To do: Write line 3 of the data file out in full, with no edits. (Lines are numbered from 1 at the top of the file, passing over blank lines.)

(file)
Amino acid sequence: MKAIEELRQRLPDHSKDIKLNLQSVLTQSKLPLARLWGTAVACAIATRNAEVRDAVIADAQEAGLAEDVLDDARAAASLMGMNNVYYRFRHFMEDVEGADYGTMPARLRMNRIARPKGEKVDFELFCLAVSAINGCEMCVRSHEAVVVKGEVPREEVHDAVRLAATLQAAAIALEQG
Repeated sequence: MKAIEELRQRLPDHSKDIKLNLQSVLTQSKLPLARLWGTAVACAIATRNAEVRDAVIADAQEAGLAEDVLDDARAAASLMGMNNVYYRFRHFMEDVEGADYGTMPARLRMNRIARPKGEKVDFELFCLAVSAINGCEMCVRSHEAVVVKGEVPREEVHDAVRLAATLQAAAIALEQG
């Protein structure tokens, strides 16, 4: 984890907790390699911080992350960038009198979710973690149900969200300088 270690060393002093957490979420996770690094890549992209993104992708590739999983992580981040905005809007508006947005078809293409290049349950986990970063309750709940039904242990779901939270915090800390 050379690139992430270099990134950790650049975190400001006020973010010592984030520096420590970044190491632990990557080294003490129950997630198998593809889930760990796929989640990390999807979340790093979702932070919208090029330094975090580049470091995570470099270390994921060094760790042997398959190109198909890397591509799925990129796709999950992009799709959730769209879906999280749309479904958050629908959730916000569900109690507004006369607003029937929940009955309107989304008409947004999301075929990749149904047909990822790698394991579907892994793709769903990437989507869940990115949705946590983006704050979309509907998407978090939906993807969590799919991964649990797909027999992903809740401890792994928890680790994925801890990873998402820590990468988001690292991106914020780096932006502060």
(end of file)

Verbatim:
């Protein structure tokens, strides 16, 4: 984890907790390699911080992350960038009198979710973690149900969200300088 270690060393002093957490979420996770690094890549992209993104992708590739999983992580981040905005809007508006947005078809293409290049349950986990970063309750709940039904242990779901939270915090800390 050379690139992430270099990134950790650049975190400001006020973010010592984030520096420590970044190491632990990557080294003490129950997630198998593809889930760990796929989640990390999807979340790093979702932070919208090029330094975090580049470091995570470099270390994921060094760790042997398959190109198909890397591509799925990129796709999950992009799709959730769209879906999280749309479904958050629908959730916000569900109690507004006369607003029937929940009955309107989304008409947004999301075929990749149904047909990822790698394991579907892994793709769903990437989507869940990115949705946590983006704050979309509907998407978090939906993807969590799919991964649990797909027999992903809740401890792994928890680790994925801890990873998402820590990468988001690292991106914020780096932006502060």